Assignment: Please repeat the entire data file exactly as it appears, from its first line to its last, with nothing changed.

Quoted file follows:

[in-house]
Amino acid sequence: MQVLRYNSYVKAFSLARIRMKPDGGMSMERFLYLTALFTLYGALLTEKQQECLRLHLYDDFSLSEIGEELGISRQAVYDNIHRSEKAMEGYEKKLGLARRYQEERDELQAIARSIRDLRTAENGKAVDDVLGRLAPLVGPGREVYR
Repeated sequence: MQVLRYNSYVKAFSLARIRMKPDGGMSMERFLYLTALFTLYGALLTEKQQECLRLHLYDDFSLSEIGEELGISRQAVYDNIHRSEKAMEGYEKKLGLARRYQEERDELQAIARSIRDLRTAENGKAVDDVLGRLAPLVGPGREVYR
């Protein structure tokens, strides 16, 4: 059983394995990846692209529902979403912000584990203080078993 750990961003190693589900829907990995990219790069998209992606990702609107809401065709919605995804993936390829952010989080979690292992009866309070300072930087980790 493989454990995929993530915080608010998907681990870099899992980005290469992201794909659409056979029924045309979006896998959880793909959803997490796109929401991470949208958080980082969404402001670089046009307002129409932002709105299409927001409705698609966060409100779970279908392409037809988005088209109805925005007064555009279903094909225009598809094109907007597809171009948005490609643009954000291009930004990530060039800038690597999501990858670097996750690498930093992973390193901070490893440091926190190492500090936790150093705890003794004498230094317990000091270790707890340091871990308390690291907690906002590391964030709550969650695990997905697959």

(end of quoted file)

[in-house]
Amino acid sequence: MQVLRYNSYVKAFSLARIRMKPDGGMSMERFLYLTALFTLYGALLTEKQQECLRLHLYDDFSLSEIGEELGISRQAVYDNIHRSEKAMEGYEKKLGLARRYQEERDELQAIARSIRDLRTAENGKAVDDVLGRLAPLVGPGREVYR
Repeated sequence: MQVLRYNSYVKAFSLARIRMKPDGGMSMERFLYLTALFTLYGALLTEKQQECLRLHLYDDFSLSEIGEELGISRQAVYDNIHRSEKAMEGYEKKLGLARRYQEERDELQAIARSIRDLRTAENGKAVDDVLGRLAPLVGPGREVYR
């Protein structure tokens, strides 16, 4: 059983394995990846692209529902979403912000584990203080078993 750990961003190693589900829907990995990219790069998209992606990702609107809401065709919605995804993936390829952010989080979690292992009866309070300072930087980790 493989454990995929993530915080608010998907681990870099899992980005290469992201794909659409056979029924045309979006896998959880793909959803997490796109929401991470949208958080980082969404402001670089046009307002129409932002709105299409927001409705698609966060409100779970279908392409037809988005088209109805925005007064555009279903094909225009598809094109907007597809171009948005490609643009954000291009930004990530060039800038690597999501990858670097996750690498930093992973390193901070490893440091926190190492500090936790150093705890003794004498230094317990000091270790707890340091871990308390690291907690906002590391964030709550969650695990997905697959």